The Waiting Game

I hope everyone has enjoyed the sun over this glorious bank holiday weekend! Unfortunately, seeing as I am part of the self employed world, I was working the entire weekend (of course!). I made sure that I spent as much time on my breaks outside as possible without getting burned like a little tomato! It’s safe to say I avoided the sunburn, so at least that’s a good thing!

So let’s get to the main point of this blog post – The Waiting Game.

Now, when it comes to the acting world it’s never and easy ride. I’m sure I speak for a lot of people when I say that the waiting game between acting jobs can be a very frustrating experience. You never know how quickly you are going to go from job to job and sometimes the time seems to drag on forever. It may not be through any fault of your own, or your agents, but just because you haven’t fit the bill or been the chosen one for anything that’s come up within that period of time. Frustrating, I know.

I must admit, I haven’t done a job for a good while now and it’s slowly breaking me down and I’m absolutely itching to perform. I feel like I am floating in a complete and utter limbo. I am very grateful for the resting jobs that I have currently, however, my resting jobs aren’t my career and when you’re just so passionate about something it’s difficult when you’re not actually doing it. Like I said, I am so grateful for my resting jobs because without them, I would have no money and we all know how awful that is! But, I can’t be stuck doing them forever, because it’s just not my path.

There is a time for every actor that is difficult and makes them feel deflated by their lack of work. Everyone goes through it and it’s really, really hard. You do feel utterly rubbish when people ask you if anything is in the pipeline and your answer has to be “No, not currently, but something will come up!” The likelihood is, that yes, a new job will crop up, but you can’t ever pinpoint when. However, it’s not just you. You are not the only one in this position. There are so many actors and performers playing this game too.

It’s so easy to slip into a negative mindset and question whether you’re good enough or question why you’re not getting any jobs. There must be a reason right? There probably is a very valid reason – the jobs that have come up are just not meant for you. It’s not a reflection on your abilities and talent as an actor. If you, your family, your friends, and especially your agent, believe in you, then surely you’re doing something right. You have talent and you are more than capable of getting jobs.

You never ever want to let the waiting game let you slip into such a negative mindset that you don’t believe in yourself anymore. You need to keep your chin up and stay positive – as hard as it sometimes can be. Surround yourself with like-minded people and keep pushing and working towards your goals.

Here’s some ideas to fill the time during the waiting game:

  • Refresh your showreel. Get together with actor friends or find actors who are wanting to get together to create new material. Find a day off all together and get some new footage filmed.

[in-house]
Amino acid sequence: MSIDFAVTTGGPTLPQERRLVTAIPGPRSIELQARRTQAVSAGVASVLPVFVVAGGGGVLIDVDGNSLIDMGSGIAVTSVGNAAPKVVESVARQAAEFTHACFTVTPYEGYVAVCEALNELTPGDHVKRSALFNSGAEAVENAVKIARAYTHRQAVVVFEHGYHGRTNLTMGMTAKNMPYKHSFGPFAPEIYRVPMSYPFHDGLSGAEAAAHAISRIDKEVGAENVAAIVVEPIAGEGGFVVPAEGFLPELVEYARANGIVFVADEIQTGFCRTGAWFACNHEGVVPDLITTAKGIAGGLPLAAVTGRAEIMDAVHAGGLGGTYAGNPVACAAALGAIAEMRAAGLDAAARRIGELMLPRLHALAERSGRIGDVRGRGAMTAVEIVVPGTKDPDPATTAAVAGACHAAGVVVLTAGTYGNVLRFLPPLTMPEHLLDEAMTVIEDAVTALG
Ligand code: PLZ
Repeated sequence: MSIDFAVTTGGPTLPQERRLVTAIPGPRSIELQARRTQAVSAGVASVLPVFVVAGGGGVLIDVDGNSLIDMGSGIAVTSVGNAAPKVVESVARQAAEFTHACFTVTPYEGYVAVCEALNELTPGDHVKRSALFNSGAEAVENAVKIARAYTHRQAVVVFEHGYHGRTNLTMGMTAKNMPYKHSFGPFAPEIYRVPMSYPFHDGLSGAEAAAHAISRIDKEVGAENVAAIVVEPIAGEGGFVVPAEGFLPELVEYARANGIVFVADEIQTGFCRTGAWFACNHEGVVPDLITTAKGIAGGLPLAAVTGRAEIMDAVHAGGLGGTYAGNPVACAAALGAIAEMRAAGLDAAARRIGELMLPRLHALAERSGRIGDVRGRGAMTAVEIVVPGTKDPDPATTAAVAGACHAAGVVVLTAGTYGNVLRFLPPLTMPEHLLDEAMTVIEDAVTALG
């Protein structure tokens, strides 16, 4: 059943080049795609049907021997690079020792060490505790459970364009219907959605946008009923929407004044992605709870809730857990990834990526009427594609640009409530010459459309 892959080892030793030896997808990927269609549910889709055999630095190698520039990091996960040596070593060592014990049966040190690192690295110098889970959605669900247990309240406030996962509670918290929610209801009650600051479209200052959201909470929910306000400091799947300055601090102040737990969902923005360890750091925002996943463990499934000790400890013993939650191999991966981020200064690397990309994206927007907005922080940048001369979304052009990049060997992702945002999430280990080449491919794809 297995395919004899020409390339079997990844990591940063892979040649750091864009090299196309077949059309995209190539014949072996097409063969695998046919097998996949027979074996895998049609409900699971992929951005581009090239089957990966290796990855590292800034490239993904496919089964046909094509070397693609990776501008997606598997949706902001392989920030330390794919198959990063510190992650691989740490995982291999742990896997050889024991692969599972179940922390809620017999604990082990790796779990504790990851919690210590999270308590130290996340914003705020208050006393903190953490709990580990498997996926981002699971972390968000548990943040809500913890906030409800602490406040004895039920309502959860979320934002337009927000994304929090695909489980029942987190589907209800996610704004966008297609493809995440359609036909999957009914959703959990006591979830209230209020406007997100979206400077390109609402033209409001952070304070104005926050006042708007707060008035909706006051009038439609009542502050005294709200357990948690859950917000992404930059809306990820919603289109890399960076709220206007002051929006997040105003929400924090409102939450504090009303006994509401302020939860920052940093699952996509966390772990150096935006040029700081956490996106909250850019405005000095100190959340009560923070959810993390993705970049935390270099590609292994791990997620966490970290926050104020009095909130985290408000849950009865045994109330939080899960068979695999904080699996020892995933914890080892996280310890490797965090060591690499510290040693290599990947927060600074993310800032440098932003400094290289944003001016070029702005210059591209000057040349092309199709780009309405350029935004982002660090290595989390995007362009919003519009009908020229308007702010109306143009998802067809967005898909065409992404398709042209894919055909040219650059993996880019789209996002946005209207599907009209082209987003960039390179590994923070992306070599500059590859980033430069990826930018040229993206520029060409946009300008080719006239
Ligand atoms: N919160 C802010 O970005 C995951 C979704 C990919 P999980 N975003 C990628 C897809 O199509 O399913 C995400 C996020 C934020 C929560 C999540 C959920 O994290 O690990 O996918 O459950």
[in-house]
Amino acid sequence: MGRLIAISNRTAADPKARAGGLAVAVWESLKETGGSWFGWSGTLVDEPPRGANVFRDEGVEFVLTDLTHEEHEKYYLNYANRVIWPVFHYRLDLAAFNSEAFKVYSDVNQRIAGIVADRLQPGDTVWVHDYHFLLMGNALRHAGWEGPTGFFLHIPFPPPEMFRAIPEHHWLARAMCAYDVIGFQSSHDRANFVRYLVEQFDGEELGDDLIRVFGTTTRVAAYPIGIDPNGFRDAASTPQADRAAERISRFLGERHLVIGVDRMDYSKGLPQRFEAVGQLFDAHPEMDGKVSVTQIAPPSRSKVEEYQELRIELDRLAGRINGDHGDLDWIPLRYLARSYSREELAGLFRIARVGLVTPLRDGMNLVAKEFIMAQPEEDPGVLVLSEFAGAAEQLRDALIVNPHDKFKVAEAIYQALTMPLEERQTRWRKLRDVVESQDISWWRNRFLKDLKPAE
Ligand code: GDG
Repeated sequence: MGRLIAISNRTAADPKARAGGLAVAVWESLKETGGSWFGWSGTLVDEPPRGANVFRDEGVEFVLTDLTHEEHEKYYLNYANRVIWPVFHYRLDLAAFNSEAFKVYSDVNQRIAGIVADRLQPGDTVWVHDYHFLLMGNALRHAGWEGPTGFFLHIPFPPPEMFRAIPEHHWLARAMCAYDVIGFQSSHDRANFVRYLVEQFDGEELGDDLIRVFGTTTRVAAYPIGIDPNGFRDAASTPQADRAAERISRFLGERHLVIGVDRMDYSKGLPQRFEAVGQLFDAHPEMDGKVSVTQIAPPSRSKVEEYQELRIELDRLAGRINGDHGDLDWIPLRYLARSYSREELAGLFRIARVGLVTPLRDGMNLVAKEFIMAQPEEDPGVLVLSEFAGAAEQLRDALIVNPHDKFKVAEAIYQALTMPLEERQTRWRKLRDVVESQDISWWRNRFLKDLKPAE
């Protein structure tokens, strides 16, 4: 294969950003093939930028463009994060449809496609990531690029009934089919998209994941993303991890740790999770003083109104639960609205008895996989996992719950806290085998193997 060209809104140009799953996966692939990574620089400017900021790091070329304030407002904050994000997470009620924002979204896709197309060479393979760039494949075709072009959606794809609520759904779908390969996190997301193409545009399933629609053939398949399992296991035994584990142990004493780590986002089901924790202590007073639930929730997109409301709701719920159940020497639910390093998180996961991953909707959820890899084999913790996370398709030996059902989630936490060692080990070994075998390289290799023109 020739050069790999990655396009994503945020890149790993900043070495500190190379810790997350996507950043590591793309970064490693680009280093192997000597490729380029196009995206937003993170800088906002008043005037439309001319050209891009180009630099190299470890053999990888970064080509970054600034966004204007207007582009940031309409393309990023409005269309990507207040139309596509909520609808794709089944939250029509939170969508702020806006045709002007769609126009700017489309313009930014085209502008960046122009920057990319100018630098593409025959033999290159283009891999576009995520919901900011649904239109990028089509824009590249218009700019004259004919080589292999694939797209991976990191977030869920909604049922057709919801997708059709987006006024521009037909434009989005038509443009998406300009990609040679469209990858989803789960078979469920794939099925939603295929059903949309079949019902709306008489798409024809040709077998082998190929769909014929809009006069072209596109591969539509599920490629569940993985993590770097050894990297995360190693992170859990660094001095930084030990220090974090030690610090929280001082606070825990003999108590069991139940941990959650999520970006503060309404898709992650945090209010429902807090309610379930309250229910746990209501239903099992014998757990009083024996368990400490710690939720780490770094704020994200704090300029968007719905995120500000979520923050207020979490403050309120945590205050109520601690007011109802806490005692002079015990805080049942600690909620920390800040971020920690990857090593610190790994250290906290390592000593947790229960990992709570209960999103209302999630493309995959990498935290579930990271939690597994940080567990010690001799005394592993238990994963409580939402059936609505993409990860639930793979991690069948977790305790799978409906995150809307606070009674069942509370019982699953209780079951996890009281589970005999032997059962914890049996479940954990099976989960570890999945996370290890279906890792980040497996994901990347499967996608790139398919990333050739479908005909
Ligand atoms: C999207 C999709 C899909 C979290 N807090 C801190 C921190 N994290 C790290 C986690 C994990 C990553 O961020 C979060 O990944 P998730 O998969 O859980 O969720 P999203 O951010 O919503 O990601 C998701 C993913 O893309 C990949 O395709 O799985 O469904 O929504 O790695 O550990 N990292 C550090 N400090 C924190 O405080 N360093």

• Expand your rep. If that’s songs, monologues, whatever, you can always spend time honing your craft and practicing old material or adding new material to your repertoire.
  • Go to the theatre. Get yourself out there and watch some shows. Introduce yourself to people working at the theatre because you never know who they could be or who their connections are.
  • Network. Surround yourself with people in the business and get your name out there so people begin to know who you are. It can be actor friends, parties or any open events.
  • Talk to your agent. Express your concerns, worries and thoughts because at the end of the day your agent is there to help you. They want you to do well and they will endeavor to help you to reach your goals.
  • Go to a class. It’s still possible to find classes that aren’t going to cost you an arm, leg and a few fingers. Get looking and get going.

A fast growing trend that is happening within the industry is actors putting on their own plays, cabarets or scratch nights in order to produce new material, perform and get themselves back out there. I think it’s a great idea as it gives so many people opportunities. You can invite as any industry professionals to your performance as you’d like and keep your fingers crossed that at least one of them will come. The more chances you have to get casting directors to remember your name and face, the better, right?

The only downside to putting on your own performance is (you guessed it – the bane of all evil) money. You do need money to hire a venue, get costumes together and the necessary props. It is completely possible to do this on the cheap, however knowing the right people and places is always a good start, so make sure you ask around.

Not everyone feels the need to put on their own show, because you never know, you might think up a great idea and the next day you’re called to an audition and boom you’ve got the job. If it sounds like something right up your street then get together with friends and get the ball rolling. Just remember to balance your time well so you can still make money at the same time. The industry is a tiring and testing place and you’ve just got to keep going. You’ll get there.

Whatever you do, don’t lose heart. You knew you wanted to go into this industry and you knew that it was never going to be an easy ride. Your passion and determination to succeed will drive you through. You can do it, don’t let anyone make you think otherwise. The waiting game will come to an end.




Published by diabetesandtheactor

Actress, singer and type 1 diabetic.

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